- low resolution: I would imagine this type for periodic tasks that do
not have to be exactly precise and have periods in the range of 10s of
milliseconds to seconds. Applications could be e.g. measure some
temperature every 3 seconds and send value via network or blink an LED
every 250ms or so. Implementations wise this could also be solved by
periodic messages from a central timeout thread?
To conclude: I think we should be able to create a generic timer
infrastructure with 3 submoules:
- directly used low-level timer drivers for high-res, short periods
- something like our vtimer for mit to long-term waiting
- a central timer thread based on the above for sending messages on
timeouts and for periodic triggers
Sorry for this rather long mail, but looking forward on this discussion!
On 18.09.2014 07:08, Pekka Nikander wrote:
>> There are a number different use cases where I've seen timers/counters being used:
>> 1. PWM and PFM generation
>> 2. Device driver helpers
>> 3. Protocol timeout helpers
>> 4. Input pulse length measurement
>> 5. Real time clock, including RTC-based events such as calendar alarms
>> 6. Periodic or delayed tasks
>> 7. Watchdog
>> The API for PWM and PFM generation is likely to be quite different from a "timer" API, and therefore they probably do not apply to this discussion. Ditto for watchdog.
>> The device driver helper case can be divided further into the timeout case, which is pretty similar to the protocol timeouts (see below), and other needs. Some of the other needs have hard real time requirements, sometimes to a nanosecond-level accuracy, therefore usually requiring interrupts and sometimes counting the clock cycles for the interrupt delay, too.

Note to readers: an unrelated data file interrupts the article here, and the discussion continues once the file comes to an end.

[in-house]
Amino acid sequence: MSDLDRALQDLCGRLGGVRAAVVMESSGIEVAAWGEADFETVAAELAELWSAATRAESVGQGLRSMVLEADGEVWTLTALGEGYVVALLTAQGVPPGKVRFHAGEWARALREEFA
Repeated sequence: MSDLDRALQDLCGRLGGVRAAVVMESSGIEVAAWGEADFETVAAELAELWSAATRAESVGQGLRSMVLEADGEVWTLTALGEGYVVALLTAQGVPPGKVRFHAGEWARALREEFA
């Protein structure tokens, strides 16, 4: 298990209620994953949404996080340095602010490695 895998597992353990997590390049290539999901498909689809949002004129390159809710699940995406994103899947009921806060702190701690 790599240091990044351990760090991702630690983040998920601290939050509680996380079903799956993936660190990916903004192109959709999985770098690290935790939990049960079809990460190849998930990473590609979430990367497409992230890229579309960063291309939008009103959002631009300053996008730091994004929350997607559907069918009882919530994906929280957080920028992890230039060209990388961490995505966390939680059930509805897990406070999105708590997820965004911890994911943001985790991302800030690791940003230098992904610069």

>> Protocol timeouts have varying real-time requirements, but most of the time the accuracy is in the millisecond-scale or coarser. (Of course, if you need to implement a (slow) serial interface completely in software, that is a different case.) Hence, most probably most of them can be folded to the "delayed task" category, and should be implemented with the help of the scheduler (see below).
>> Input pulse measurement usually requires accuracy, but when exactly the value is then read from the counter may be delayed, depending on the reaction time requirements. Furthermore, the API is likely to be different from a timer API.
>> RTC is a chapter of its own, and usually requires its own API.
>> Periodic or delayed tasks usually need to be implemented in the scheduler API, the scheduler using an underlying timer.
>> So, at least to me emerges the question of whether RIoT needs a "timer API" or a "timeout API" for those device drivers, protocols, and other modules that need timeouts.
>> Furthermore, I am not really understanding what the "user space" is in the RIoT case. I could imagine an "application" needing periodic tasks, real time clock, and real-time events, at least. But "timers" as such, hmm.
>> So, to me, the question seems to boil down in a different way, whether there is any real need for a "generic timer" API to the user space at all. Maybe there is, but I wasn't able to come up with any good examples that wouldn't fall into a slightly different category when thinking more closely.
>> (A hardware-abstraction level API is a completely different story, of course.)
>> --Pekka Nikander